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Nutrients. 2016 Feb 25;8(3):112. doi: 10.3390/nu8030112.

Diet Quality Scores and Risk of Nasopharyngeal Carcinoma in Chinese Adults: A Case-Control Study.

Author information

1
Guangdong Provincial Key Laboratory of Food, Nutrition and Health, School of Public Health, Sun Yat-sen University, Guangzhou 510080, China. wangch28@mail2.sysu.edu.cn.
2
Department of Gynecologic Oncology, Sun Yat-sen University Cancer Center, Guangzhou 510060, China. Linxiaol@sysucc.org.cn.
3
Sun Yat-sen University Ophthalmic Center, Guangzhou 510060, China. Fanyy@sysucc.org.cn.
4
Information Section, Central Hospital of Panyu District, Guangzhou 511400, China. tingty@126.com.
5
Department of Radiotherapy, Sun Yat-sen University Cancer Center, Guangzhou 510060, China. Zhangxingl@sysucc.org.cn.
6
Sun Yat-sen University Ophthalmic Center, Guangzhou 510060, China. luyunkai@mail.sysu.edu.cn.
7
Clinical laboratory section of the office outpatient Department public security board, Guangdong 510050, China. ladychun@126.com.
8
Guangdong Provincial Key Laboratory of Food, Nutrition and Health, School of Public Health, Sun Yat-sen University, Guangzhou 510080, China. chenyum@mail.sysu.edu.cn.

Abstract

Many studies show that dietary factors may affect the risk of nasopharyngeal carcinoma (NPC). We examined the association between overall diet quality and NPC risk in a Chinese population. This case-control study included 600 NPC patients and 600 matched controls between 2009 and 2011 in Guangzhou, China. Habitual dietary intake and various covariates were assessed via face-to-face interviews. Diet quality scores were calculated according to the Healthy Eating Index-2005 (HEI-2005), the alternate Healthy Eating Index (aHEI), the Diet Quality Index-International (DQI-I), and the alternate Mediterranean Diet Score (aMed). After adjustment for various lifestyle and dietary factors, greater diet quality scores on the HEI-2005, aHEI, and DQI-I-but not on the aMed-showed a significant association with a lower risk of NPC (p-trends, <0.001-0.001). The odds ratios (95% confidence interval) comparing the extreme quartiles of the three significant scores were 0.47 (0.32-0.68) (HEI-2005), 0.48 (0.33-0.70) (aHEI), and 0.43 (0.30-0.62) (DQI-I). In gender-stratified analyses, the favorable association remained significant in men but not in women. We found that adherence to the predefined dietary patterns represented by the HEI-2005, aHEI, and DQI-I scales predicted a lower risk of NPC in adults from south China, especially in men.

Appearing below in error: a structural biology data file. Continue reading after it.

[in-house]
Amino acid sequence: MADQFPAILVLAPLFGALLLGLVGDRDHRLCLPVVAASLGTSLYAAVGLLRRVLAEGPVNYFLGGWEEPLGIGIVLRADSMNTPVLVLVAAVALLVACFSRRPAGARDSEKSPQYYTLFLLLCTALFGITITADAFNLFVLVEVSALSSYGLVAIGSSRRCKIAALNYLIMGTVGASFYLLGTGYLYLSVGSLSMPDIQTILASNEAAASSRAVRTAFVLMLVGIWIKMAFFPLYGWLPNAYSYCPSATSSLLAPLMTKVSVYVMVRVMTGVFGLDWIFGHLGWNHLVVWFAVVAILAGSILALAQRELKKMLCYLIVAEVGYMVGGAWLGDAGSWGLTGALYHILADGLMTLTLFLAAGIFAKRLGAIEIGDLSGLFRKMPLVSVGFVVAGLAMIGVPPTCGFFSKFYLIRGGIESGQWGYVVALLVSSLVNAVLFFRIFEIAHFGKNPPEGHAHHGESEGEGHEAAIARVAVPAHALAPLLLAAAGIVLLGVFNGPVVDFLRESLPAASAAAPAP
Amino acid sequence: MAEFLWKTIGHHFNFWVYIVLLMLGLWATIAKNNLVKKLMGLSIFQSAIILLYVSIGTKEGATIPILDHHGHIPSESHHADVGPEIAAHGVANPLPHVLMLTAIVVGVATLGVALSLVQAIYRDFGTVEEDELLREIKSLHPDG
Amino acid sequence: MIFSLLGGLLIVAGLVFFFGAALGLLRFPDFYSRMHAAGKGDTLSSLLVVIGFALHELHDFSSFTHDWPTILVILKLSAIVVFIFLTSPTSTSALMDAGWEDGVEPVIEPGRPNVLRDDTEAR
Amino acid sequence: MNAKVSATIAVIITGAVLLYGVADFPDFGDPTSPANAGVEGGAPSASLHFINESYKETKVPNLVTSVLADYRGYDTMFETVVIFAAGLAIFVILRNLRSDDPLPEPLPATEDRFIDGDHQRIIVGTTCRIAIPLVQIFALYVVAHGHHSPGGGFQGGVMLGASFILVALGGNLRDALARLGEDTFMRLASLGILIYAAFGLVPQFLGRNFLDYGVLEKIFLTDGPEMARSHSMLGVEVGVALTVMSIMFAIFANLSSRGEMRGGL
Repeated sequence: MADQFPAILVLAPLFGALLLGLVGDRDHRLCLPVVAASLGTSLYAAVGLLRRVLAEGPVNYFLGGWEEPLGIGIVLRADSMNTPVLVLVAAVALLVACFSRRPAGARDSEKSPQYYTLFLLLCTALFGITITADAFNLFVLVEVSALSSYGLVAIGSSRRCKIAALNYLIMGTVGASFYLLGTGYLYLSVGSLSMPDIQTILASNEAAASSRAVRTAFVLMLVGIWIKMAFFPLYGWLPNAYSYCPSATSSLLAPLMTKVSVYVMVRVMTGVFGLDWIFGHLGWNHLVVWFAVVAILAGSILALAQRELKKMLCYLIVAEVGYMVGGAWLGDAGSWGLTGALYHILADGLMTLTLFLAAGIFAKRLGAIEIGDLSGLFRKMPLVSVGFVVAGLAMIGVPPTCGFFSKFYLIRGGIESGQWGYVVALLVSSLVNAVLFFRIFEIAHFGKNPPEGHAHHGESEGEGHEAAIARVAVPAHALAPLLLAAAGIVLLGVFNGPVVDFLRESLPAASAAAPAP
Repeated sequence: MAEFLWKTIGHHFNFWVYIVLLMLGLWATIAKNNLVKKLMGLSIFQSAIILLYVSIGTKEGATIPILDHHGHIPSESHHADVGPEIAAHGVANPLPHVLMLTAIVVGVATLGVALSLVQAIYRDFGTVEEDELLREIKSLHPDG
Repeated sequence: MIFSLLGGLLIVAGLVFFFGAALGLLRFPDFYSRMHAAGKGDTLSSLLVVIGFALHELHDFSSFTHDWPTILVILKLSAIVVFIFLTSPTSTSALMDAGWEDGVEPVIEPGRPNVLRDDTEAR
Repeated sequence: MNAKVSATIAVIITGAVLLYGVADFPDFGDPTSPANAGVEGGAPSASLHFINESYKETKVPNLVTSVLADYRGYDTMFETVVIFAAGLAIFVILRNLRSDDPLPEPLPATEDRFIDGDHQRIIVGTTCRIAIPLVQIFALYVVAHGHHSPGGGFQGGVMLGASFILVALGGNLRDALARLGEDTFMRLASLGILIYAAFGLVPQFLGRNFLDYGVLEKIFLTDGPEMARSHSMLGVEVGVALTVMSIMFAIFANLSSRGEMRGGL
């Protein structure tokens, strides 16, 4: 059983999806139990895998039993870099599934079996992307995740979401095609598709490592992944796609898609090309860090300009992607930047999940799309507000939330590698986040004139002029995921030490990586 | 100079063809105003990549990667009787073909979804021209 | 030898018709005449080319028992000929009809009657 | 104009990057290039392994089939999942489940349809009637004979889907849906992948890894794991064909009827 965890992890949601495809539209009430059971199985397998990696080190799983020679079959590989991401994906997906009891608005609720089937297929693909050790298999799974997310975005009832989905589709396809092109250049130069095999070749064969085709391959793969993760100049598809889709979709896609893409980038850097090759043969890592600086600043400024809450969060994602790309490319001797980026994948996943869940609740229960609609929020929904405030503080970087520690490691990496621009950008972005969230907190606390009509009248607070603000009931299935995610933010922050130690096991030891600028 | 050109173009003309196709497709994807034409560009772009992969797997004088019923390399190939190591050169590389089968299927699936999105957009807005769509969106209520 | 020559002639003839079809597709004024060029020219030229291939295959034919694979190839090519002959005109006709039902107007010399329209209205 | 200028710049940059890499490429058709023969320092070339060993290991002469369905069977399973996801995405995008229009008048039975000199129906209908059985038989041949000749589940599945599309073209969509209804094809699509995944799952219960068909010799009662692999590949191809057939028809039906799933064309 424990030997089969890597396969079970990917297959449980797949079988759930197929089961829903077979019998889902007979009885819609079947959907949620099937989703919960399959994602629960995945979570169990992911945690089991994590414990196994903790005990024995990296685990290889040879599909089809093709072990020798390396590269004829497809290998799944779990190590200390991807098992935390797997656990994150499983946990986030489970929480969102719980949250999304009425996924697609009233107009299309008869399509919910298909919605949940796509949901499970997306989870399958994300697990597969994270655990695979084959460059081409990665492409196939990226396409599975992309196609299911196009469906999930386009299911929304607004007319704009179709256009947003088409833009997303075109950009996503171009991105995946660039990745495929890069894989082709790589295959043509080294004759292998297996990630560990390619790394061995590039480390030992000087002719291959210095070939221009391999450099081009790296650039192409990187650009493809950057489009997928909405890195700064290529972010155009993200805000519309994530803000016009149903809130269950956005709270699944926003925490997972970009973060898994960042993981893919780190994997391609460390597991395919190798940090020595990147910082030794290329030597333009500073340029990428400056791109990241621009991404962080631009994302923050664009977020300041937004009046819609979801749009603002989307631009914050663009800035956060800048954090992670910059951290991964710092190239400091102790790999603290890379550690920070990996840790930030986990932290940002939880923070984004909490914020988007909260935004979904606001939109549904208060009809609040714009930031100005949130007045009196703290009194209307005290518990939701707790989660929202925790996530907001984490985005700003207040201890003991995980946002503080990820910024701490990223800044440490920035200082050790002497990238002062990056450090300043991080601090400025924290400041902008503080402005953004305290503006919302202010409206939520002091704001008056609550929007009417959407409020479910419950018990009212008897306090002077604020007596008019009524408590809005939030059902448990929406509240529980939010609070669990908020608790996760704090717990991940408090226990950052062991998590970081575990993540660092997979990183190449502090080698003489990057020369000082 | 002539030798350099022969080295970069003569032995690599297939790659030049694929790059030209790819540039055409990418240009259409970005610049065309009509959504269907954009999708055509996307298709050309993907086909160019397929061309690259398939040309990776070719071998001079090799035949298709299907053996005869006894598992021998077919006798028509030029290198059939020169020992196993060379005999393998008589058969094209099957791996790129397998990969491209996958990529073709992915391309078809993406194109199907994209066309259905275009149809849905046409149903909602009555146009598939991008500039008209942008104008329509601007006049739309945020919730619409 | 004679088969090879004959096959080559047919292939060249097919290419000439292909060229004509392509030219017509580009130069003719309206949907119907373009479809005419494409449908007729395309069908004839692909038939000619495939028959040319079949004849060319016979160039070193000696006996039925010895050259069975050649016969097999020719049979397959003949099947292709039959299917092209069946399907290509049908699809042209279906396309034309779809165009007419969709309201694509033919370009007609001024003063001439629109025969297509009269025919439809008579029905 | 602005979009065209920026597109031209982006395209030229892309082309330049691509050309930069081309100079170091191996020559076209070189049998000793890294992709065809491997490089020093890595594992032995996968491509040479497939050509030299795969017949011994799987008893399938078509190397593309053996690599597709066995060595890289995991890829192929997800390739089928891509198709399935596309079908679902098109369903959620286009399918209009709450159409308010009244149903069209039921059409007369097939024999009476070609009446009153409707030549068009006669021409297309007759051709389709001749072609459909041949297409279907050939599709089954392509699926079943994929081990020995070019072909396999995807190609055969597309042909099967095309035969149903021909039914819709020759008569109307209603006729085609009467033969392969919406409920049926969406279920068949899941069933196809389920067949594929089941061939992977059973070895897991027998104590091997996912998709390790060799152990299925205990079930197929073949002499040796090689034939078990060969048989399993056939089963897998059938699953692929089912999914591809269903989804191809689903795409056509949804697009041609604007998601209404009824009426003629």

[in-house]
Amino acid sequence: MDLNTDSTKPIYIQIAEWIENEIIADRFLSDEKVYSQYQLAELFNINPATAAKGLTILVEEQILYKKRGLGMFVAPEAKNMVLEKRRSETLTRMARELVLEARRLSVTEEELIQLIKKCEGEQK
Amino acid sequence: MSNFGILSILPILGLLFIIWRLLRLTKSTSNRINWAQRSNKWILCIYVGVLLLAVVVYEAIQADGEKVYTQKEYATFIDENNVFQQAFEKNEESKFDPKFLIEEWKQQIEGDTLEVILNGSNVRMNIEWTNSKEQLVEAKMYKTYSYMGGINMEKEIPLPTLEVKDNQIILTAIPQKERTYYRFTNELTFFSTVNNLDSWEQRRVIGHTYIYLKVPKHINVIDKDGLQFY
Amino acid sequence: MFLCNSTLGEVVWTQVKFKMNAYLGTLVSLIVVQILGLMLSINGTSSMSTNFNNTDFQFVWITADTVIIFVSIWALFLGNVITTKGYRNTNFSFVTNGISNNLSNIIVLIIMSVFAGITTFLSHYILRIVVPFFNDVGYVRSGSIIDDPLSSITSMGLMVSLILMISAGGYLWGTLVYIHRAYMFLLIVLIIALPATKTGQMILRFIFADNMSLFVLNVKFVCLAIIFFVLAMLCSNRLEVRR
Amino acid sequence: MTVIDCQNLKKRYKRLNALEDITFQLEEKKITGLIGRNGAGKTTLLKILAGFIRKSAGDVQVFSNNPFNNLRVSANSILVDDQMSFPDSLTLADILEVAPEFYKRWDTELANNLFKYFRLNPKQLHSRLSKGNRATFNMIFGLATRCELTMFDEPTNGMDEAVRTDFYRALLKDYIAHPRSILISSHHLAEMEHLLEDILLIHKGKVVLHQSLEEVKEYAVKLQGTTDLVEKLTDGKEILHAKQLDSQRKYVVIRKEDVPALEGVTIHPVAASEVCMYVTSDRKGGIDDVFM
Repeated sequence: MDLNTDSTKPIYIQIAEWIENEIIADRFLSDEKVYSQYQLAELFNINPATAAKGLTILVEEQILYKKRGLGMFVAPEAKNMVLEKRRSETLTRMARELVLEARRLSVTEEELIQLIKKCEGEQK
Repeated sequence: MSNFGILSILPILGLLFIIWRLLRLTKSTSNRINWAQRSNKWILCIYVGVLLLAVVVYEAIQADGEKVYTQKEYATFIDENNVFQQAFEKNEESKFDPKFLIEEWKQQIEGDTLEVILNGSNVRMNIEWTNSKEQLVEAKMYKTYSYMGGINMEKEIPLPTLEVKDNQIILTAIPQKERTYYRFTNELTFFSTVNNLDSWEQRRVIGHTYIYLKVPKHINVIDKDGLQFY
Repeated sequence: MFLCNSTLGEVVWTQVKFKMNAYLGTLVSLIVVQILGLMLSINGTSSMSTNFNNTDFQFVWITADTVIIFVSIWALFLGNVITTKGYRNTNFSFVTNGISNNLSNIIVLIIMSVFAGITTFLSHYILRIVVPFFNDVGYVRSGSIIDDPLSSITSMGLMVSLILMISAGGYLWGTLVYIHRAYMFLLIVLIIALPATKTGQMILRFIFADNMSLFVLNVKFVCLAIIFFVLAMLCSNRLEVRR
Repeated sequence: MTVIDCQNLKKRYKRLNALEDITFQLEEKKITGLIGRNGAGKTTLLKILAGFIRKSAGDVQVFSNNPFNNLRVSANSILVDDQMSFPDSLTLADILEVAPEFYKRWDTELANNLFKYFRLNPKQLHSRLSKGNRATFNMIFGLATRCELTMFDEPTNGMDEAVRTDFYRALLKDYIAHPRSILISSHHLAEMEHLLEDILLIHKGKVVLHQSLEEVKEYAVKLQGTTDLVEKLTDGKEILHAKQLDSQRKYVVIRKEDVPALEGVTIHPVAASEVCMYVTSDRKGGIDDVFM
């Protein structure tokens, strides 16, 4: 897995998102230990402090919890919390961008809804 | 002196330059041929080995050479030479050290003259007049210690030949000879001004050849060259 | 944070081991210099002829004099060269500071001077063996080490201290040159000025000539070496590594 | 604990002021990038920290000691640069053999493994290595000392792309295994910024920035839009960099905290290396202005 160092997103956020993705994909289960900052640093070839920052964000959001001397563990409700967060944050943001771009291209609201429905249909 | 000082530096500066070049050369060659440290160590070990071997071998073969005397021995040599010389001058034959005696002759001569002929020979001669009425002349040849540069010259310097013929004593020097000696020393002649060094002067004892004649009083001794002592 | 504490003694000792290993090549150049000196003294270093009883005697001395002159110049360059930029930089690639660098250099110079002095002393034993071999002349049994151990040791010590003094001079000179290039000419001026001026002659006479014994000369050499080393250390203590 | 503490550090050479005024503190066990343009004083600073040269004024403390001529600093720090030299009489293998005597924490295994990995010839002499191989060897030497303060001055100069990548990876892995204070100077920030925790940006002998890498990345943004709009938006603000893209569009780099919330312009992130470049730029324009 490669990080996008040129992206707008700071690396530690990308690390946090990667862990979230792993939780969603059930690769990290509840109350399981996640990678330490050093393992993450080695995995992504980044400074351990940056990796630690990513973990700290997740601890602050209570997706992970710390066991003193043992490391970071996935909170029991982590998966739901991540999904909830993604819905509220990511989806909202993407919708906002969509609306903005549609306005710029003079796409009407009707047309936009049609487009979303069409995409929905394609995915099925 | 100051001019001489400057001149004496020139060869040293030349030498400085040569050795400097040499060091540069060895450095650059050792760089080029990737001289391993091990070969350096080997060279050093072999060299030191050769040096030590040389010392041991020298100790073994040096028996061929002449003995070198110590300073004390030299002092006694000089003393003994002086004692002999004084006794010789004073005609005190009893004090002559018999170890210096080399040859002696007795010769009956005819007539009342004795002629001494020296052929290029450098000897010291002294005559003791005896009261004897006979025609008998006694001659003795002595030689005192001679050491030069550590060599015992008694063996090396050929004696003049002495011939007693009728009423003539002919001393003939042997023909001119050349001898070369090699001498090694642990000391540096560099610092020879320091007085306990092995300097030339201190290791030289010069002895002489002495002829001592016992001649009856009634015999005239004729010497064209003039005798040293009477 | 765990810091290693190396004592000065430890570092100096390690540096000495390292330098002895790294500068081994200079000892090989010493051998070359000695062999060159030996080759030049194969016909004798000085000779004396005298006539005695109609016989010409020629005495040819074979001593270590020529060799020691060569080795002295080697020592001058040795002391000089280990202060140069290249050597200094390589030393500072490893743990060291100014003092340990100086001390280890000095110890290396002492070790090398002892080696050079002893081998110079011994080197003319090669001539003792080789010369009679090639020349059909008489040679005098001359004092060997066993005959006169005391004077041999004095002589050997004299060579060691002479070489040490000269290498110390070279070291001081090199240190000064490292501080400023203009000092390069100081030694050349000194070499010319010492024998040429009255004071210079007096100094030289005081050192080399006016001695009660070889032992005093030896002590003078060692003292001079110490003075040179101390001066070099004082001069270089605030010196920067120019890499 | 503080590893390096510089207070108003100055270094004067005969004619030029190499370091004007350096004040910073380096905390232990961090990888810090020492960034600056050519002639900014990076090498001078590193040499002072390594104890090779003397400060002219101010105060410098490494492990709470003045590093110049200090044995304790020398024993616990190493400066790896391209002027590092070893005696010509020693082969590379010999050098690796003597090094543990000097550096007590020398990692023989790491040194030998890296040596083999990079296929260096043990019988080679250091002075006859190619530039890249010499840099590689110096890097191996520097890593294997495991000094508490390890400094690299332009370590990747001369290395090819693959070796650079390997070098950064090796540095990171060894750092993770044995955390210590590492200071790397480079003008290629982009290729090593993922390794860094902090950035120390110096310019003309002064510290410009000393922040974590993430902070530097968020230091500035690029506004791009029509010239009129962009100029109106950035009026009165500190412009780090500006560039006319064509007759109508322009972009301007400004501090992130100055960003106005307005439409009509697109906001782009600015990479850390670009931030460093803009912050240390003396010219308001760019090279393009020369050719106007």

KEYWORDS:

Chinese; adults; case-control study; diet quality; dietary pattern; nasopharyngeal carcinoma

PMID:
26927167
PMCID:
PMC4808842
DOI:
10.3390/nu8030112
[Indexed for MEDLINE]
Free PMC Article

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